Chapter 3 deals with botanical and culinary medicines that rein in the growing global problem of obesity. High fat diets and sedentary lifestyles are fuelling the current global epidemiological burden of obesity which increased by more than twofold between 1980 and 2014.
In chapter 3, hard scientific data pertaining to the anti-obesity properties of selected species of medicinal and food plants are described. Data on their therapeutic status, active chemical ingredients and possible modes of action including the inhibition of pancreatic lipase are explored. Evidence from clinical trials is elucidated.
The recurring motif is that natural products such as plants and algae present a strong pipeline for the discovery of novel chemical leads that may be converted into better drugs, nutraceuticals and supplements for the treatment of obesity.
Indeed, if there is a long-term therapy for obesity, it must lie in nature’s pharmacy of putative anti-obesity plants and other natural products.
Chapter 4 speaks to cholesterol, the self-contradictory molecule in the body. We have bad cholesterol and good cholesterol. While cholesterol is an essential part of cell membranes, its excessive build-up in cells and the body promotes inflammation and oxidative damage.
Although several protective mechanisms and molecular efflux schemes have evolved against the build-up of cholesterol, many people still suffer from excess accumulation of cholesterol in their systems.
Cholesterol is linked to several conditions such as atherosclerosis, cardiovascular disease, high blood pressure, diabetes, stroke, cancer, epilepsy, aggressiveness, suicide, sexual dysfunction, low sperm count, loss of libido, cognitive deficits during ageing, and kidney stones.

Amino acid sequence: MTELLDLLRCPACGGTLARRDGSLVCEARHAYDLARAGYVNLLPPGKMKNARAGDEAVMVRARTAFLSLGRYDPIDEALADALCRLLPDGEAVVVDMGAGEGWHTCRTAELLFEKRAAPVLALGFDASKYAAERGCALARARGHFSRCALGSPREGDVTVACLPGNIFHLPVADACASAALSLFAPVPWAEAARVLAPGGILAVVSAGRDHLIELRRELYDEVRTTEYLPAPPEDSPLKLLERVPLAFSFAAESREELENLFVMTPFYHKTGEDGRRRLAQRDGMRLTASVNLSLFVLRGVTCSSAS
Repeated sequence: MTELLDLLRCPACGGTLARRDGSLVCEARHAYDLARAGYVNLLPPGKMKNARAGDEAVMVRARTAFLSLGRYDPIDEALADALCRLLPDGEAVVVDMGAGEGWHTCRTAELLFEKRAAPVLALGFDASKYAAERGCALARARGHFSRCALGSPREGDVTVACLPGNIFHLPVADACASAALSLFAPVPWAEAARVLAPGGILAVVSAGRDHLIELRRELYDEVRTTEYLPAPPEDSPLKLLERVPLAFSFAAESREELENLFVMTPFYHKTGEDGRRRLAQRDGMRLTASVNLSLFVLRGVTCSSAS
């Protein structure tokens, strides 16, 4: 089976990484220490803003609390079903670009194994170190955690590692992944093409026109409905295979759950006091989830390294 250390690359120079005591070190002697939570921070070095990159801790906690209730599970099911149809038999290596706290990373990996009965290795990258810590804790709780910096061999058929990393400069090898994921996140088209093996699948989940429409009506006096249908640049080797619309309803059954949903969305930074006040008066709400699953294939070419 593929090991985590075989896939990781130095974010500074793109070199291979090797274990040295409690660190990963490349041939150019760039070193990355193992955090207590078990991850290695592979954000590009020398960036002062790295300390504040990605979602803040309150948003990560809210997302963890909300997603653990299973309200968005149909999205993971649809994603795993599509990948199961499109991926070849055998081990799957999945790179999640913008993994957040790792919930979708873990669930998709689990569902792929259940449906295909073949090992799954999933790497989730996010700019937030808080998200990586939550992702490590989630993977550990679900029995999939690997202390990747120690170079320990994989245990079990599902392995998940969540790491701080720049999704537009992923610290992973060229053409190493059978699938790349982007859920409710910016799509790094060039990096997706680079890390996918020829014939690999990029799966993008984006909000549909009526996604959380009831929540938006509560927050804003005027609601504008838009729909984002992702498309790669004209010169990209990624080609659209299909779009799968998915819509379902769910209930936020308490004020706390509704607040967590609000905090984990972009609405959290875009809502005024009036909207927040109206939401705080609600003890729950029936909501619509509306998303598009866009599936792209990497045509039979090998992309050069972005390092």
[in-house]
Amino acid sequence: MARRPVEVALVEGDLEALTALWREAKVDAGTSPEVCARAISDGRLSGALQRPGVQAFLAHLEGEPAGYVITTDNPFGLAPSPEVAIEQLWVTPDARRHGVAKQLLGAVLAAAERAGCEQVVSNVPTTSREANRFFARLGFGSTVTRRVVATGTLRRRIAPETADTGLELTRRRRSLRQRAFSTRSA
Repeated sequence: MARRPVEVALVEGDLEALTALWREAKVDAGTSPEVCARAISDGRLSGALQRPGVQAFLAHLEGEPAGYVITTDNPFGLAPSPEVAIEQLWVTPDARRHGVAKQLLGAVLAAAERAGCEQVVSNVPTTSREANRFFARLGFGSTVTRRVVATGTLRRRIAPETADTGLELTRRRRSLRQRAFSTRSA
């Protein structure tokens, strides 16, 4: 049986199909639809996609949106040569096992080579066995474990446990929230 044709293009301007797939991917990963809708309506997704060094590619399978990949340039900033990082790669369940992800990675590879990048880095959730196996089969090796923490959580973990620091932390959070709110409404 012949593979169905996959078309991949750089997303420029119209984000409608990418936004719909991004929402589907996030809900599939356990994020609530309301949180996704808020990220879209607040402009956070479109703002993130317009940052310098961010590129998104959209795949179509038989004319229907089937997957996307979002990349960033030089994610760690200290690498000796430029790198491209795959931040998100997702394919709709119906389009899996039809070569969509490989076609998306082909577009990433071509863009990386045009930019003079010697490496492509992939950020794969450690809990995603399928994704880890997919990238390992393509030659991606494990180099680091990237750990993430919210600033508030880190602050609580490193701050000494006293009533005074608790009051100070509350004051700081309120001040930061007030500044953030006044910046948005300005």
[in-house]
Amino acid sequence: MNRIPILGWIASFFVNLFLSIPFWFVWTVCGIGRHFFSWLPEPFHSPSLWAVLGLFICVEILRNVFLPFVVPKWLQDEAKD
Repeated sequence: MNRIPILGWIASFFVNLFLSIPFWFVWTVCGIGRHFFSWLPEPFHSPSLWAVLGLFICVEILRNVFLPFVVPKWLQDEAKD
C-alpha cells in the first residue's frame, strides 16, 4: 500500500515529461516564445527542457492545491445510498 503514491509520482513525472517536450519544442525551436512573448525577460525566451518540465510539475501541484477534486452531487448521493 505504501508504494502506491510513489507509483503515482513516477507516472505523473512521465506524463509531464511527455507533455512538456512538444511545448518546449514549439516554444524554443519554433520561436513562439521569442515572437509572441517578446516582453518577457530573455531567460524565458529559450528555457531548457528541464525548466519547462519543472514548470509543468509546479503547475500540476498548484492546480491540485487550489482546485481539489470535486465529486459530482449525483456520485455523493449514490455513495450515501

The presence of cholesterol in the body teaches us that everything must be in moderation; too much of one thing is bad. For instance, a 1 percent increase in blood cholesterol level is equivalent to a 2 per cent elevation in the incidence of coronary heart disease.
Statins, the pharmaceutical drugs used for the treatment of high cholesterol, have adverse reactions and side effects. Therefore, to decrease bad cholesterol, botanical and culinary medicines have grown in popularity all over the world.
Food is the best medicine
In chapter 4, several natural products used in many parts of the world including Zambia to control cholesterol are described. Many of these natural products are common food plants like mutete. Entomophagy, human consumption of insects as food, also controls cholesterol.
By way of conclusion, chapter 5 ends the book by emphasising the need to indigenise the control of diabetes, obesity and cholesterol, premised on the use of locally-available evidence-based botanical and culinary medicines.
The overarching purpose of this book is to push the boundaries for the clinical applications of natural products, medicinal plants, herbal drugs, and functional foods to control diabetes, obesity and high cholesterol.
The future will have no pity for medical practitioners and policy makers who, because they have been turned into prescription lobbyists for pharmaceutical drugs, are deliberately putting off the integration of herbal medicines into modern healthcare.
The author is a professor of molecular biology and drug discovery.
Analysis: KAZHILA CHINSEMBU